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Nevada Today

Nevada Today is a nonpartisan, independently owned and operated site dedicated to providing up-to-date news and smart analysis on the issues that impact Nevada's communities and businesses.

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Sisolak Signs SB 3 Into Law and Brings in New Staff to Speed Up Unemployment Aid


Moments ago, Governor Steve Sisolak (D) signed SB 3 into law to help expedite unemployment insurance (UI) and Pandemic Unemployment Assistance (PUA) claims. In addition, he announced a new interim director to take charge of the state department that’s been plagued with a record amount of claims and insufficient infrastructure to handle them, along with a new “strike force” to resolve the systemic problems in Nevada’s unemployment system.

So what’s happening with the unemployment system? 
Nevada Legislature
Photo by Andrew Davey

As we discussed earlier today, the Nevada Legislature passed SB 3 to help expedite unemployment insurance (UI) claims and help qualifying Nevadans secure an additional seven weeks of federal UI income. Yet as we also discussed earlier today, Congress and the Trump administration remain in a stalemate over the $600 weekly UI and PUA income boost.

Regarding the problems within the unemployment system, Rep. Dina Titus (D-Las Vegas) offered her support to Sisolak and the state officials during a press call earlier today, though she also acknowledged, “The chickens are coming home to roost. For years, we have operated on a shoestring buffet. It just hasn’t been enough. They’ve been putting it together on chicken wire and chewing gum for too long.”

Amidst these recent developments, Governor Steve Sisolak (D) called his own press conference today to update Nevadans on what’s happening with our UI system here.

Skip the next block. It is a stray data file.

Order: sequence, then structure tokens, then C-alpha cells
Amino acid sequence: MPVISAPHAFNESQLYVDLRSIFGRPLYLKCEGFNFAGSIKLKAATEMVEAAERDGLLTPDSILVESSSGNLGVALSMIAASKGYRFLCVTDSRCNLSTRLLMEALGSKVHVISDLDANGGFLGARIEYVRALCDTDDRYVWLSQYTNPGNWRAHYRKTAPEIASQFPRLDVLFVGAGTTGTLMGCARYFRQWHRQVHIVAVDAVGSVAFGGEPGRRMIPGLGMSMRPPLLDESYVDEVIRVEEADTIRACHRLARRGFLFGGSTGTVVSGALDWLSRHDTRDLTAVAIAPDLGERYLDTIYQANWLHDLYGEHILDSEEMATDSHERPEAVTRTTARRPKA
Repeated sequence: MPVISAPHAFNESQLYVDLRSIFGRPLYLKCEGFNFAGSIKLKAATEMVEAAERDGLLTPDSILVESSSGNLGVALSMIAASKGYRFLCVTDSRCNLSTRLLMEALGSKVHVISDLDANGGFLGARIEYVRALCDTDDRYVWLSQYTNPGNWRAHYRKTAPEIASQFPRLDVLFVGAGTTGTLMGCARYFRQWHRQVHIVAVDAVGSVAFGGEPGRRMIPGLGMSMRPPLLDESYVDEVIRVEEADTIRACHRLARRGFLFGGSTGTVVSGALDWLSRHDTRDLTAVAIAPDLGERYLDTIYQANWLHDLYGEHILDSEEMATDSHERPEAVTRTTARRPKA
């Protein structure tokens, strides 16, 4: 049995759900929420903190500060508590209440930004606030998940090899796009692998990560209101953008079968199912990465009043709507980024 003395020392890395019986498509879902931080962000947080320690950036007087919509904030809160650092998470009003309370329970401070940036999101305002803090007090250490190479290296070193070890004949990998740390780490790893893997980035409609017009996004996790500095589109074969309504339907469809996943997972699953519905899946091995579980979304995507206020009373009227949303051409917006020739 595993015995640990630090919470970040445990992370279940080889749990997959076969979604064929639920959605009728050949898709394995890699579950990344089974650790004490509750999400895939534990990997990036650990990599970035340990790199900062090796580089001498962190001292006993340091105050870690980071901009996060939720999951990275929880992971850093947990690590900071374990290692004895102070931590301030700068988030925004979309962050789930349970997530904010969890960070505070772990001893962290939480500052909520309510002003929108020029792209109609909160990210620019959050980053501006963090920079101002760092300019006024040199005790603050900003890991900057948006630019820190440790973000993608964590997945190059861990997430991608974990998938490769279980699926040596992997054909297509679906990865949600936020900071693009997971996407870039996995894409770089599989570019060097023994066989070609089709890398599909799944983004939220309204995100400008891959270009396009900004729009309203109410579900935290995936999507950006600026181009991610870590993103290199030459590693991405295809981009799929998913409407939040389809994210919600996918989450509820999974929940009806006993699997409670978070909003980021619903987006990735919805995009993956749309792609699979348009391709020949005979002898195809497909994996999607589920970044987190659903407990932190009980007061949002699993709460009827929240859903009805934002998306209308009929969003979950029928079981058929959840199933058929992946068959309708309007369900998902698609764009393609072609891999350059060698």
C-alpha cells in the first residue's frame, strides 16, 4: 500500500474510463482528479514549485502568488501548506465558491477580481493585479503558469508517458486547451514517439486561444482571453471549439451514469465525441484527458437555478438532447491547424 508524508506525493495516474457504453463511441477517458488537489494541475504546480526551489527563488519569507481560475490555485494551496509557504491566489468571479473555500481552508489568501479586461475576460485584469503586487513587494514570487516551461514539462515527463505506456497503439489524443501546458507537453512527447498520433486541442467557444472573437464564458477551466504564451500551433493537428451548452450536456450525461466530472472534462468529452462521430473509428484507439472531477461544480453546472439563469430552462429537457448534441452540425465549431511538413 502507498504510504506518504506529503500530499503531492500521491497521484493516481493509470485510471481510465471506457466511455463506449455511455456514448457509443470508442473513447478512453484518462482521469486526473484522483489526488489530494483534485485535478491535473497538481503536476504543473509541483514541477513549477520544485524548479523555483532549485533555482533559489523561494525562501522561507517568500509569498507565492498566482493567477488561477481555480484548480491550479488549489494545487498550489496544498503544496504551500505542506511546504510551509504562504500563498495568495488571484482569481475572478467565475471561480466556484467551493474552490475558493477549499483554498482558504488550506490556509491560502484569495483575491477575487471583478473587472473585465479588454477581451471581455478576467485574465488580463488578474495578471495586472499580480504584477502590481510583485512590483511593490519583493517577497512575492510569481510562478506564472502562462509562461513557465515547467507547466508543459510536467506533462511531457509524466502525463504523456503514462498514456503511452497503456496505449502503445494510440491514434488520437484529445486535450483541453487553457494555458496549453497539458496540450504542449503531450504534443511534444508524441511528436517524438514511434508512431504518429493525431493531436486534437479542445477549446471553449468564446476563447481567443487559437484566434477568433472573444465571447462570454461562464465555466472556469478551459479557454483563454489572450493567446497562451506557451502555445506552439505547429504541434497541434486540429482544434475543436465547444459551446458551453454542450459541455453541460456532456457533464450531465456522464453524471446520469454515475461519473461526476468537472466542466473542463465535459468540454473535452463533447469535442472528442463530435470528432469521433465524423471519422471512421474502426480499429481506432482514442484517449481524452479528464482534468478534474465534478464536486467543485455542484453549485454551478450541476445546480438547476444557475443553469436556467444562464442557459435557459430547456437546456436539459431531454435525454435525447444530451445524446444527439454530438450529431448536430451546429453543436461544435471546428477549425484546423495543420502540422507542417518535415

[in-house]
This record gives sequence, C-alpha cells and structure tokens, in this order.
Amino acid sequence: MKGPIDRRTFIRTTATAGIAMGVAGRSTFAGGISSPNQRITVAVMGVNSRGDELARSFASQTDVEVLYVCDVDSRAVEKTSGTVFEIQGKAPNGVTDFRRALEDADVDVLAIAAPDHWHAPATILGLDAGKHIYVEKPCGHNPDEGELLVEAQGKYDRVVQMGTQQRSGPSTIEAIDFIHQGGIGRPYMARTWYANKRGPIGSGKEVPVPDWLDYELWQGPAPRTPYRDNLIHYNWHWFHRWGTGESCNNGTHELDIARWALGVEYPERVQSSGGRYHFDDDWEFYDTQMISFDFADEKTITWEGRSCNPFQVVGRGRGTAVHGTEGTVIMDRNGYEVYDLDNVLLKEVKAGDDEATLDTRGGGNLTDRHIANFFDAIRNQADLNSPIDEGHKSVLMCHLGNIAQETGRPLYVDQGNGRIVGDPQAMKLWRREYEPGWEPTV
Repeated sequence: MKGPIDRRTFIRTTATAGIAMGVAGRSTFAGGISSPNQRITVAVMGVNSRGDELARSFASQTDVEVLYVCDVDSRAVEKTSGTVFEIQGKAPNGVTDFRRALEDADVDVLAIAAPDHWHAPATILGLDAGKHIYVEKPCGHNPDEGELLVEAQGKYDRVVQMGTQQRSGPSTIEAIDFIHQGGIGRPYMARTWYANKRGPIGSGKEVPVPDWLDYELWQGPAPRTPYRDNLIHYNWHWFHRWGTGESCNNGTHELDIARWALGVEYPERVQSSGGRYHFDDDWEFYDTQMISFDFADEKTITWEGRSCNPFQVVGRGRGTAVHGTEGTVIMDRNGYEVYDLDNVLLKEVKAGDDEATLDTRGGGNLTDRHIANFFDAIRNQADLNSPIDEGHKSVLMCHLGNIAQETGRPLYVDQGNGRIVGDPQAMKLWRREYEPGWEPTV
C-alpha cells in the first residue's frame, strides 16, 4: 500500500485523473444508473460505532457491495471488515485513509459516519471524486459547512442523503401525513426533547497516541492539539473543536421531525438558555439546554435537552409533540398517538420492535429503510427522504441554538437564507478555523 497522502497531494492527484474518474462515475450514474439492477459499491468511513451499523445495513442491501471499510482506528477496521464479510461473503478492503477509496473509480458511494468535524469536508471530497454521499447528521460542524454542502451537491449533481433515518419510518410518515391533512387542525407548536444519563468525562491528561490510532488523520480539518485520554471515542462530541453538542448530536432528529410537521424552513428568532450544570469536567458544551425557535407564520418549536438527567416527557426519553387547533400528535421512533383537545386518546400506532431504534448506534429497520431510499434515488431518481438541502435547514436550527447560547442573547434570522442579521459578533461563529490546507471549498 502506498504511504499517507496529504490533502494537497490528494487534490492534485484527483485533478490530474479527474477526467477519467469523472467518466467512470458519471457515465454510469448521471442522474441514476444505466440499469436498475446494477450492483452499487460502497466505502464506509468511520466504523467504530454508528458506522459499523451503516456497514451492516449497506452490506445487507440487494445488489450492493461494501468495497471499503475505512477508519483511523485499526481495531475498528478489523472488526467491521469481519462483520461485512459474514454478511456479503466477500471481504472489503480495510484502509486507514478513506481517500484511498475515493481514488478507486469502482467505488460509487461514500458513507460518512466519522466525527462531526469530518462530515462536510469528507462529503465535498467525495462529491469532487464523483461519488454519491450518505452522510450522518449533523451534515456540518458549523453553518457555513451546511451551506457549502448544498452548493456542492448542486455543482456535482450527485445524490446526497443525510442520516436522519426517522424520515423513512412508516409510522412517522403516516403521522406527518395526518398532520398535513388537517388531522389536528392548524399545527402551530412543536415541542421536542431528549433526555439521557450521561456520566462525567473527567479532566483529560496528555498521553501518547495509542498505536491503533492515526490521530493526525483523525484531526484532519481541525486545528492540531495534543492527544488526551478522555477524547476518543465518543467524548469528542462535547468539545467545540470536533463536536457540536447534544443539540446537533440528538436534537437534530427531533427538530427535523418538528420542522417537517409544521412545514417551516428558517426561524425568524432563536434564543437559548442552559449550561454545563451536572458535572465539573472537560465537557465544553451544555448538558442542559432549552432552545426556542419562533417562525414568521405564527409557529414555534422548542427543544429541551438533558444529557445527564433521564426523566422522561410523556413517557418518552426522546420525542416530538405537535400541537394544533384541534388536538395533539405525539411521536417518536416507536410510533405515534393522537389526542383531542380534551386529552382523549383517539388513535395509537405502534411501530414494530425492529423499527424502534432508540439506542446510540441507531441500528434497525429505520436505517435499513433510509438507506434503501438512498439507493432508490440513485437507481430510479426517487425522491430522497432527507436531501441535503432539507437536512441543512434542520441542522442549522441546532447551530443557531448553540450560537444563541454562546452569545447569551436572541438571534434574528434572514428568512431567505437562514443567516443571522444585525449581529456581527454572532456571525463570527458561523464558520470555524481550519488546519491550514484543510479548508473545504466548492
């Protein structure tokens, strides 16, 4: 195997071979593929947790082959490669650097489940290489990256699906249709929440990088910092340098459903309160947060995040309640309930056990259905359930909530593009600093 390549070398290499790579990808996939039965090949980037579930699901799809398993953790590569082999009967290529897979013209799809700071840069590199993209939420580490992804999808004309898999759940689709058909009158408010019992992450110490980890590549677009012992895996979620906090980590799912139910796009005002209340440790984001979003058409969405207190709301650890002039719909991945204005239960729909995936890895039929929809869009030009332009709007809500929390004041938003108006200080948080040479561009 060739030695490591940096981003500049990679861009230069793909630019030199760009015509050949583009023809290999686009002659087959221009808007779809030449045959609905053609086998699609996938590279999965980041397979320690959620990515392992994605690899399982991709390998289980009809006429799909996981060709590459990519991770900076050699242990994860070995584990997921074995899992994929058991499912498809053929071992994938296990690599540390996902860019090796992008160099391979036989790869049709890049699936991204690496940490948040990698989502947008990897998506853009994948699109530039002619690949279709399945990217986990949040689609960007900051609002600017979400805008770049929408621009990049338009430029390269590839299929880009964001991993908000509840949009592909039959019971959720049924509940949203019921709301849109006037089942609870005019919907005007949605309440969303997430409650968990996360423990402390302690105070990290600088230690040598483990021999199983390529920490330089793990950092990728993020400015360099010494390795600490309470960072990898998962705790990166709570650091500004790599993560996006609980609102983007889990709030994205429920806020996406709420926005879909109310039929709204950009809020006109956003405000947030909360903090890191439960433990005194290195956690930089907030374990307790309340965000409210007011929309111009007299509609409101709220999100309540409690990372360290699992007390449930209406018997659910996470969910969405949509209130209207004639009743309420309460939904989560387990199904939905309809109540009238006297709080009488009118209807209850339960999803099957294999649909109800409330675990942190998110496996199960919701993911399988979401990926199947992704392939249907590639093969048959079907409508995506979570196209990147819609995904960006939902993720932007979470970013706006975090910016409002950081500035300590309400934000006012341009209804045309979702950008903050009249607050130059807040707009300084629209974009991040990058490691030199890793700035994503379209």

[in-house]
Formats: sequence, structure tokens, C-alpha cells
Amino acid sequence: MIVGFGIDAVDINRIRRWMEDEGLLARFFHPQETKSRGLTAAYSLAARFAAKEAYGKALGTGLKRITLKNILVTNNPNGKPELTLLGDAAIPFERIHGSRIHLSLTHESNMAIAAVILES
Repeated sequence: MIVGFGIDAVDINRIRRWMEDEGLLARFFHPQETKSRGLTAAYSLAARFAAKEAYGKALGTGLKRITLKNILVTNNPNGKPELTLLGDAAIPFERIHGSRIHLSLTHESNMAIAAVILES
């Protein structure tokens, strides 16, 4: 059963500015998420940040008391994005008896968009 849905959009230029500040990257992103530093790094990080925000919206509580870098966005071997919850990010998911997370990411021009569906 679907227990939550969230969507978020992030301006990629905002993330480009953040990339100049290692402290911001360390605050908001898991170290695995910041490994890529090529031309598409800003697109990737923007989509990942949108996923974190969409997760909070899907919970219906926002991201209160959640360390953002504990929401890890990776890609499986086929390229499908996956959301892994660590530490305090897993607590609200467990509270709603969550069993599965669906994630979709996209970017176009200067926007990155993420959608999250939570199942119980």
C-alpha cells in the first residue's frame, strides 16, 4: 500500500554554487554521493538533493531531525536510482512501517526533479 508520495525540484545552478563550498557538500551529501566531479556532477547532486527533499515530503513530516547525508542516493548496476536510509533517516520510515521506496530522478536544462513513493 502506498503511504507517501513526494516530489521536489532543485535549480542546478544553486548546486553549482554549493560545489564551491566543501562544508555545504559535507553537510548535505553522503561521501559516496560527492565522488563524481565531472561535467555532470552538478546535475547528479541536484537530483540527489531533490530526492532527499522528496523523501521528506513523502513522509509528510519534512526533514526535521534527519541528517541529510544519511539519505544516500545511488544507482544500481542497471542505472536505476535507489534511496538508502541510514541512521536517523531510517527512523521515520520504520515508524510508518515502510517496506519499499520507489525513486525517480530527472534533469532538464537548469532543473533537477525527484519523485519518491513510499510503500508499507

“I want you to know: I hear you. I’m listening. I’m taking action.” 
– Governor Steve Sisolak
Steve Sisolak, Nevada Legislature, COVID-19
Photo provided by the Office of Governor Steve Sisolak

During his event, Sisolak thanked the Legislature for passing SB 3, and he subsequently signed the bill into law. He then said to those Nevadans whose claims have become part of the backlog, “I want you to know: I hear you. I’m listening. I’m taking action.” He then added, “Just one family who’s struggling to pay the bills and put food on the table is one family too many.”

From there, Sisolak stated, “Nevada has the highest unemployment rate in the nation, yet we are paying 90% of traditional unemployment claims. 90%. The state has also paid over 120,000 PUA claims.” And he added that the Department of Employment, Training, and Rehabilitation (DETR) thus far has paid $6 billion in UI and PUA benefits.

Still, Sisolak acknowledged the severity of this crisis, and he introduced two people he promised will help fix this crisis: Former Assembly Speaker Barbara Buckley (D-Las Vegas) and Nevada Division of Welfare and Support Services Deputy Administrator Elisa Cafferata. Caferrata is now DETR’s new interim director, and Buckley is leading the state’s new “strike force” to implement SB 3, further expedite approval of valid UI and PUA claims, and transition DETR’s infrastructure into the 21st century.